TASK FORCE DEVELOPMENT ON STRATEGIC DRUG POLICY
April 26 –
LATIN AMERICAN OVERVIEW
DRUG LEGALIZATION: A Campaign Hiding Behind Different Masks
By Alejandro Vassilaqui
It is evident that the
efforts to legalize drugs are present and that it is using certain
distinct arguments. One of these arguments, which started in the
United States of America and has added many followers from Latin America,
especially in Uruguay, Mexico and most recently in Peru, is that the “use
of psychoactive substances should be de-penalized”.
This argument is
presented as an alternative to the mechanisms of control.
The focal point is the
need, if not the urgency, to de-penalize the use of psychoactive
substances in order to reduce any damage.
This argument provides an
immediate response that does not contemplate all the complexities of the
problem and does not take into consideration ethical aspects.
All the campaigns that
are carried out under this philosophy are undoubtedly international since
they do not analyze specific country situations, such as Peru. As an
example, the campaigns in Peru have not considered the fact that in this
country drug consumption is not penalized. Likewise we can mention
the case of Mexico, whose leaders have affirmed that they will legalize
consumption if the United States does so; or the case of Uruguay, where a
public debate has been opened on drug legalization.
If we agree with the
argument of “damage reduction”, then using this same logic, we should
propose the de-penalization of crime, whether it is organized or
incidental, or any other type of antisocial behavior. But it is
obvious that this measure would not be the most appropriate to reduce the
effects of crime over persons and the society, and even less, replace any
control over systems that help victims.
is impossible to end the problem
The most used argument
around the idea of “damage reduction” is based on the assertion that
“drugs are here to stay and we have no alternative but to learn to live
with them so that they will cause as little damage as possible”.
This argument is starting to spread among the academic and political
circles of Latin America with evident connections to North American and
All those papers that
promote “damage reduction” fall under the same mistake when they consider
that all drugs are equal. They use as an example treatment with
Methadone, a substance that helps in the treatment of opiates, as if such
model was applicable to cocaine treatment. And they assure, without
the corresponding research, that marijuana is “one of the safest
therapeutically-active substances known to man”.
In addition, they confuse
concepts such as “medical use” and “damage reduction”, when we should be
ensuring that all treatments use the same rigorous medical and scientific
standards to evaluate any non-approved drug. Moreover, this means
that researchers should have a license issued by the competent authorities
to use the said drug for medical purposes.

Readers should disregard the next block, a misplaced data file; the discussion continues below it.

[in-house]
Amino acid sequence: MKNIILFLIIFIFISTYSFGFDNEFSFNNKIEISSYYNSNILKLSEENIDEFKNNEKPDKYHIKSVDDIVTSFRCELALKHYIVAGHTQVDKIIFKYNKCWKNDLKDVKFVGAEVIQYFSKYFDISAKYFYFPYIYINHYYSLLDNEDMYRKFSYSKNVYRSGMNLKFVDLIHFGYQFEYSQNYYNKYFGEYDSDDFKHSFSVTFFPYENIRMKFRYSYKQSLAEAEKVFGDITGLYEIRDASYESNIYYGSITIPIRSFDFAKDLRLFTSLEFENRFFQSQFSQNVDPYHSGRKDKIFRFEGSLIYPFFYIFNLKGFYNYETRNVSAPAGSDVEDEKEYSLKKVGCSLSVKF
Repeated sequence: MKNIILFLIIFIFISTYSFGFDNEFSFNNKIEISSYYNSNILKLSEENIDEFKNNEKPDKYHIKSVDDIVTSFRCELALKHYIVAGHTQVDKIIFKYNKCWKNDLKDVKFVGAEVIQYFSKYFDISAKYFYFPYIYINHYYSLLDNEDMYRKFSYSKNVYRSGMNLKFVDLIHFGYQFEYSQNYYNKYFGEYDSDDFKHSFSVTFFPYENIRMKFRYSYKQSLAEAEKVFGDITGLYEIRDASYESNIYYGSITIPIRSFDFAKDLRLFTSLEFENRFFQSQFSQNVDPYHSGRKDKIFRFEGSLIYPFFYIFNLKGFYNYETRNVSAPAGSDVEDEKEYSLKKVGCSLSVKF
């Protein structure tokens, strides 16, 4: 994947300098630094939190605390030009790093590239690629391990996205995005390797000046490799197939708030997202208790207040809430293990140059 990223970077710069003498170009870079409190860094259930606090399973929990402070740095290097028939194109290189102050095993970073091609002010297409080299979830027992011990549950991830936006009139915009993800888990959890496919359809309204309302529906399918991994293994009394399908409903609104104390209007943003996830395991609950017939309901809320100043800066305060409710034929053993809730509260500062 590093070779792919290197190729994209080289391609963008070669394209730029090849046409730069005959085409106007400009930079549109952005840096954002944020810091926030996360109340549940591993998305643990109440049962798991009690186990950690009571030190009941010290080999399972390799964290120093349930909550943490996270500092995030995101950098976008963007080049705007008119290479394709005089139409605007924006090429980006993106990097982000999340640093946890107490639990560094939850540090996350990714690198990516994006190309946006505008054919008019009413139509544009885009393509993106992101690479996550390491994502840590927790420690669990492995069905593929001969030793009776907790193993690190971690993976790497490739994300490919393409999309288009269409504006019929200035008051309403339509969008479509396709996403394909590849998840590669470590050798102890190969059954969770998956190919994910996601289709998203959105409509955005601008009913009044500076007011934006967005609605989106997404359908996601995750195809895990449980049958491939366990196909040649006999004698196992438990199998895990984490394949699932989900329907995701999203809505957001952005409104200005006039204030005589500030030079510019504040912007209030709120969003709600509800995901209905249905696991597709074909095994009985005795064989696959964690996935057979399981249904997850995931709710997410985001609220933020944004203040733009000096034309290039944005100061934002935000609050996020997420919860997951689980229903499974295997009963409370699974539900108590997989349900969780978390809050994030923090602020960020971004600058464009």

It is clear and definite
for any eventual medical use, whether of hallucinogens or marijuana or
Methadone, that these are not medicines that should be prescribed
indiscriminately. They should require permanent supervision by
physicians who are officially registered for such purposes.
Argument: Drug legalization will reduce the
demand for the drugs and will only foster recreational use.
This is a common argument
used by consumers around Latin America.
This argument states that
occasional consumption does not bear great importance and that flirting
with drugs does not represent a problem.
This line of thinking is
arbitrary and misleading since it describes consumption as occasional or
recreational in order to reduce any importance from the initiation in the
use of a drug. The argument does not include the fact that a high
proportion of occasional or recreational users become heavy consumers as
the addiction slowly but surely sets in.
If we are trying to
accomplish an effective reduction in the demand, we must not forget that
drug addiction acquires similar characteristics as those of transmissible
diseases, i.e., if a drug user shows up in one certain place, in a very
short time, those persons close to this user will have greater
probabilities of starting using drugs, be it by imitation or by pressure,
and then the addiction spreads out in the environment just like an
infection. This is why we must consider treatment and rehabilitation
as a complement to primary prevention. Damage reduction, as a
control element, should be aimed solely to the treatment of drug
addiction. Not to prevention, whose sole objective is
This is the favorite
argument among Latin American users who are really trying to expand their
consumption chains and win some solidarity. In addition, drug
traffickers are constantly seeking new marketing ideas.
Argument: People should be allowed to
have a free choice regarding the use of illegal drugs
Certain groups, under the
idea of democratizing Latin American institutions, show this line of
thinking. The argument lobbies the idea of an individual’s “freedom”
regarding drugs. “No one has the right to lessen the rights of the
others, including those related to the consumption of illegal substances”.
Only a few “human rights
democratic groups” –not those considered to be serious institutions-
foster this idea.
Most of the organizations
tend to believe that drugs are not only an individual matter but also a
collective one, and that they attempt against public health and the
stability of persons, groups, families and even nations.
On the other hand, it is
evident that nations must protect the rights of the children and minors to
lead a worthy and healthy life.
The argument on
unconditional “freedom” related to drug consumption, leaves out the fact
that dependency, toxicology or whatever name they wish to call it, is a
situation whereby the individual has a compulsion, an uncontrollable wish
to obtain and use a drug, regardless of the price. In other words, the
individual looses its freedom to decide and is forced to continue
consuming the drug. The term “drug slavery” is not a casual or alarming
Argument: The Drug War
“Cannot Be Won”: Its time to just say no to self-destructive prohibition.
A summary of this
argument is that the war against drugs is even worse than the drugs
themselves. This idea has many followers, mainly in Latin America.
Despite all the efforts taken to combat illicit drug trafficking, the
activity is still there, even more greater vigor.
This argument arose with
lots of strength as a result of the declaration that was signed by
well-known Latin American leaders from Argentina, Bolivia, Brazil, Chile,
Colombia, Ecuador, Perú, Uruguay, and other countries, to coincide with
the United Nations General Assembly´s special session on combating drug
abuse in 1998.
Normally, this argument
is the preamble, the premise, for many other considerations, more or less
evident or constructed with great creativeness. But what would happen if